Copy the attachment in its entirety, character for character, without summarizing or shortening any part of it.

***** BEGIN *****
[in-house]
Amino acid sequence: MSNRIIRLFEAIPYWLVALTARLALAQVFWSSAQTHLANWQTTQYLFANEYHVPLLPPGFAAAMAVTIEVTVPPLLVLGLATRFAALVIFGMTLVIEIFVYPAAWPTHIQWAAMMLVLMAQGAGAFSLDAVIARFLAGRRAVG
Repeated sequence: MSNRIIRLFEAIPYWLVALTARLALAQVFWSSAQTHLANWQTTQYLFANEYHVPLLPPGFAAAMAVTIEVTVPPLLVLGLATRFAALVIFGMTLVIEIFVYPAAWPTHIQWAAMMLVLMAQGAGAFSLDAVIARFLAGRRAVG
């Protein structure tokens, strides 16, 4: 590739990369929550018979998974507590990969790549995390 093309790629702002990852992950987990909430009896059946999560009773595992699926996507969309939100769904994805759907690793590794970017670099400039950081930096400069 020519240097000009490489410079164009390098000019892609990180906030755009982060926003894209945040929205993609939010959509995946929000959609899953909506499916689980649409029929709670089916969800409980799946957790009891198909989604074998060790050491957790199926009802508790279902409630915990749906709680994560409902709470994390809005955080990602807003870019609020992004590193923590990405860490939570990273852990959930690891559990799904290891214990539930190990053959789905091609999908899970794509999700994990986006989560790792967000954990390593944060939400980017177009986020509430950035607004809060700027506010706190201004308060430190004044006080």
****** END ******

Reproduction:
[in-house]
Amino acid sequence: MSNRIIRLFEAIPYWLVALTARLALAQVFWSSAQTHLANWQTTQYLFANEYHVPLLPPGFAAAMAVTIEVTVPPLLVLGLATRFAALVIFGMTLVIEIFVYPAAWPTHIQWAAMMLVLMAQGAGAFSLDAVIARFLAGRRAVG
Repeated sequence: MSNRIIRLFEAIPYWLVALTARLALAQVFWSSAQTHLANWQTTQYLFANEYHVPLLPPGFAAAMAVTIEVTVPPLLVLGLATRFAALVIFGMTLVIEIFVYPAAWPTHIQWAAMMLVLMAQGAGAFSLDAVIARFLAGRRAVG
């Protein structure tokens, strides 16, 4: 590739990369929550018979998974507590990969790549995390 093309790629702002990852992950987990909430009896059946999560009773595992699926996507969309939100769904994805759907690793590794970017670099400039950081930096400069 020519240097000009490489410079164009390098000019892609990180906030755009982060926003894209945040929205993609939010959509995946929000959609899953909506499916689980649409029929709670089916969800409980799946957790009891198909989604074998060790050491957790199926009802508790279902409630915990749906709680994560409902709470994390809005955080990602807003870019609020992004590193923590990405860490939570990273852990959930690891559990799904290891214990539930190990053959789905091609999908899970794509999700994990986006989560790792967000954990390593944060939400980017177009986020509430950035607004809060700027506010706190201004308060430190004044006080």